Menstruation Euphemisms : Aunt Flo (USA), Granny Stuck in Traffic (S Africa), Strawberry Week (Germany)
Menstruation study finds over 5,000 slang terms for ‘period’
There are over 5,000 different slang terms and euphemisms for the word “period”.
That’s according to a new international survey which looked into attitudes around the world towards menstruation.
Conducted by Clue with The International Women’s Health Coalition, the survey received over 90,000 responses spanning 190 different countries about issues including education, how many people take time off when they are on their period, and how comfortable we feel discussing menstruation.
Euphemisms for periods were found in 10 different languages, while 78 per cent of participants around the world believed that slang words were used when talking about periods.
France and China spoke about periods in 91 per cent slang terms, followed by Denmark at 86 per cent.
Period euphemisms around the World
Here are some of the most frequently used euphemisms in the English language:
– Aunt Flo/Aunt Flow/Aunt
– Time of the month/TOM/That time of the month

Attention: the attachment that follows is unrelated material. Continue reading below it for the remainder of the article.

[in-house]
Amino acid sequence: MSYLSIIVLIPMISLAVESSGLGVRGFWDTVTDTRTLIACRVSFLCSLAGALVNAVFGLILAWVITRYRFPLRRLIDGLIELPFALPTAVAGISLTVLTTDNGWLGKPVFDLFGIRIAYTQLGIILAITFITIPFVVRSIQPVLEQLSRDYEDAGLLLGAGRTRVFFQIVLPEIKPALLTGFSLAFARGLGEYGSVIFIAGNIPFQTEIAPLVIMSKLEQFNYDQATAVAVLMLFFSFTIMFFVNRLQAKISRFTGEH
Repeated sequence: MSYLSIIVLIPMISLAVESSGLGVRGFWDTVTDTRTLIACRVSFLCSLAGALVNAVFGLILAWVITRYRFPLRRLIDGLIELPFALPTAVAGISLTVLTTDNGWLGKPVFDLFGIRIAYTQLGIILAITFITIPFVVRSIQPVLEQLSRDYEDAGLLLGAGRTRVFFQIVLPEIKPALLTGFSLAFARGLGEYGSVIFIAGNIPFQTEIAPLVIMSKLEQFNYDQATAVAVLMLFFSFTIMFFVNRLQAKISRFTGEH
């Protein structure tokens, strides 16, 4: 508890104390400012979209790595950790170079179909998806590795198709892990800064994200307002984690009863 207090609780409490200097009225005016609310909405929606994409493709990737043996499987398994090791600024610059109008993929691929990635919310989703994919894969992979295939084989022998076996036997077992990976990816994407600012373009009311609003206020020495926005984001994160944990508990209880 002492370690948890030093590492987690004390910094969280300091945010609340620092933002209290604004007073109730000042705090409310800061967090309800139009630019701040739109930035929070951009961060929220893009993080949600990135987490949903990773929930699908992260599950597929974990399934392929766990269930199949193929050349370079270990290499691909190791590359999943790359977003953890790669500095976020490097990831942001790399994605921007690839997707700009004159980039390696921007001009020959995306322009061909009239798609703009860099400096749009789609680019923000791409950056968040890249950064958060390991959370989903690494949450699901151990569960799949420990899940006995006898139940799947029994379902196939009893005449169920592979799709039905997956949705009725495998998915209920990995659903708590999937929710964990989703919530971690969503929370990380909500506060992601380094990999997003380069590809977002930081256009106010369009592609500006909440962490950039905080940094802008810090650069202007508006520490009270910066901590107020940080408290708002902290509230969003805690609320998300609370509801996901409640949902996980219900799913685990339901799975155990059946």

– On the rags/rag/ragging
– Red tide/river/sea/moon/light/army/curse/days/dot
– Code Red
– Monthly visitor
– Mother Nature
– Lady time/Lady friend/Lady days
Other English language entries include:
– Crimson wave/tide
– Bloody Mary
– The Blob
– Shark Week
– Painters in/Having the painters in
Euphemisms in other languages:
In Sweden periods can be referred to as “Ligonveckan” which means “ligonberry week”, which is similar to Germany’s “Erdbeerwoche” (strawberry week), and Finland has “Hullum lechman tauti” (Mad cow disease).
Brazil has “Eusou Com Chico” (“I’m with Chico” – referring to the socialist Chico Mendes), while China says “Its little sister has come”.
Denmark gets inventive with “Der Er Kommunister i Lysthuset” (“There are communists in the funhouse”) and women in South Africa might say “Granny’s stuck in traffic”.
Our favourite though has to be the (slightly old-fashioned) French term “Les Anglais ont debarqué” – which translates rather wonderfully to “The English have landed.”